Expandable reservation is a setting that can be selected when creating resource pools.  Basically, what expandable reservation does is deem that the resource pool can ask it's parent for resources if need be.  The parent, if expandable reservation is enabled on it can go ahead and ask its' parent and so on and so forth.  This only applies to VM reservations and is mainly used to satisfy admission control when powering on a VM with a reservation.
Create/Remove a Resource Pool
You can create child resource pools on a ESXi host, another resource pool, or a DRS enabled cluster.  If an ESXi host has been added to a DRS cluster, you cannot create a child resource pool on the host itself, instead you would create it on the cluster so it would span all hosts.  The steps to create a resource pool are as follows
  1. Select the object on which you wish to create the RP in and select File->New->Resource Pool 
  2. Name the resource pool
  3. Specify how to allocate CPU and Memory resources.
    • Shares – Assign shares to a RP just as you would a VM that will draw from its parent resource pool.  Options are Low, Medium, and High in a 1:2:4 ratio as well as custom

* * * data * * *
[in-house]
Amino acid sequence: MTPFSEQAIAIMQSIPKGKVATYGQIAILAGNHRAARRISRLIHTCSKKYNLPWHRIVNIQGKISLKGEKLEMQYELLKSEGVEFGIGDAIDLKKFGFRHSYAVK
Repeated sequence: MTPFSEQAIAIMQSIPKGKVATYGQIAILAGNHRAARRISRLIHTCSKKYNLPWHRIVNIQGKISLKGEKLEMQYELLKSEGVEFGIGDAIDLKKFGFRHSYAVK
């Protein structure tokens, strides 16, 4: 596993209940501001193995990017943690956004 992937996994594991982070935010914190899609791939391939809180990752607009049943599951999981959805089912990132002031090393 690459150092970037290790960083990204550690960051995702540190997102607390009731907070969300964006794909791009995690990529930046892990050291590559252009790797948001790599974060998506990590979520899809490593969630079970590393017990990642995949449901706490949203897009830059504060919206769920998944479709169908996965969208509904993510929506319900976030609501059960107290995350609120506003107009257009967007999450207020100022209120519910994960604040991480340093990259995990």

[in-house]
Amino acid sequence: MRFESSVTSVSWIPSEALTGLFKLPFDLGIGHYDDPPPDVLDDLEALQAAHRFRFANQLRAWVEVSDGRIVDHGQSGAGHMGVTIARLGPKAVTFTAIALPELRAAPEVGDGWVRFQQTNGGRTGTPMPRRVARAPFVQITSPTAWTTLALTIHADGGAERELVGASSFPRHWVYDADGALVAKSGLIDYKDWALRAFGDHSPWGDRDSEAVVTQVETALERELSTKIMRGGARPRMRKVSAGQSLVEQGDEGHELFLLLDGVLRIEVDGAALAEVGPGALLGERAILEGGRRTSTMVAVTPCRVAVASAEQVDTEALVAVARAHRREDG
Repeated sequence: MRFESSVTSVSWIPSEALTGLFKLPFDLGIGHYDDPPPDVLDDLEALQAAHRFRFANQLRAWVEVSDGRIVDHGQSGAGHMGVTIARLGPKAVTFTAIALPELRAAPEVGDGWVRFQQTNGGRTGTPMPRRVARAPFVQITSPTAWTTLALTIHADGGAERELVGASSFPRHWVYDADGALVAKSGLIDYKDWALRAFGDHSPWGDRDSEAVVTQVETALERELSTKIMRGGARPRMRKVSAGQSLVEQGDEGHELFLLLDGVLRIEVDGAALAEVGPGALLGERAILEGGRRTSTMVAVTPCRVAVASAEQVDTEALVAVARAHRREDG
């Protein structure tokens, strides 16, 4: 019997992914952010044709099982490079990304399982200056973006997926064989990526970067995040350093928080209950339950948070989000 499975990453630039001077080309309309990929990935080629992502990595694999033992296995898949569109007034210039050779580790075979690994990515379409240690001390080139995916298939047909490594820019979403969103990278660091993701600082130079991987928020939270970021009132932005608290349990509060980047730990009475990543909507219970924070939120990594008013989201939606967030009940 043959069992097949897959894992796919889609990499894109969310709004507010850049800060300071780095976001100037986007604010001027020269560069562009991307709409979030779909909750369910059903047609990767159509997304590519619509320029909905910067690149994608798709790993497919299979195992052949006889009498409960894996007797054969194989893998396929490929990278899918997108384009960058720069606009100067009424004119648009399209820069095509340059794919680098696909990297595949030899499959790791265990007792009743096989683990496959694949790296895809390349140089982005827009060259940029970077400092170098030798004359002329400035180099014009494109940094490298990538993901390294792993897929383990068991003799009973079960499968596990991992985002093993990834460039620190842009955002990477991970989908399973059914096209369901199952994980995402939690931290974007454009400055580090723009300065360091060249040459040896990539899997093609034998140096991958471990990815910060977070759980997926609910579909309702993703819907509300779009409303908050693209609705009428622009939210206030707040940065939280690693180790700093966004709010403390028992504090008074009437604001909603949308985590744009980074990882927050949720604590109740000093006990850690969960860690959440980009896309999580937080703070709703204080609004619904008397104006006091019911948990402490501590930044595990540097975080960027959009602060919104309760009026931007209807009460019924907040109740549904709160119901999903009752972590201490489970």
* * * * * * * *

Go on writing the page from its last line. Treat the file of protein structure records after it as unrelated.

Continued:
• Reservation – Guarantees a certain amount of physical CPU and Memory to the resource pool.  This is defaulted to 0
    • Expandable Reservation – explained above.
    • Specifies the upper limit of the hosts memory and cpu that it can use.  Normally left at unlimited
  4. DONE!

Configure Resource Pool attributes

Pretty much the same as creating except you right click and edit the resource pool 🙂
Add/Remove virtual machines from a Resource Pool
Adding a VM to a Resource Pool
During the New Virtual Machine wizard you are able to specify a RP as a target location for that VM.  You can also drag and drop existing VMs into a resource pool.  There are a few things to be aware of though when moving existing VMs into resource pools.
  • The virtual machines reservation and limit do not change.  If a reservation or limit was set on the VM, it is maintained.
  • If the VMs shares are set to low, medium, or high, then the % shares value will adjust accordingly depending on how many shares are available in the resource pool.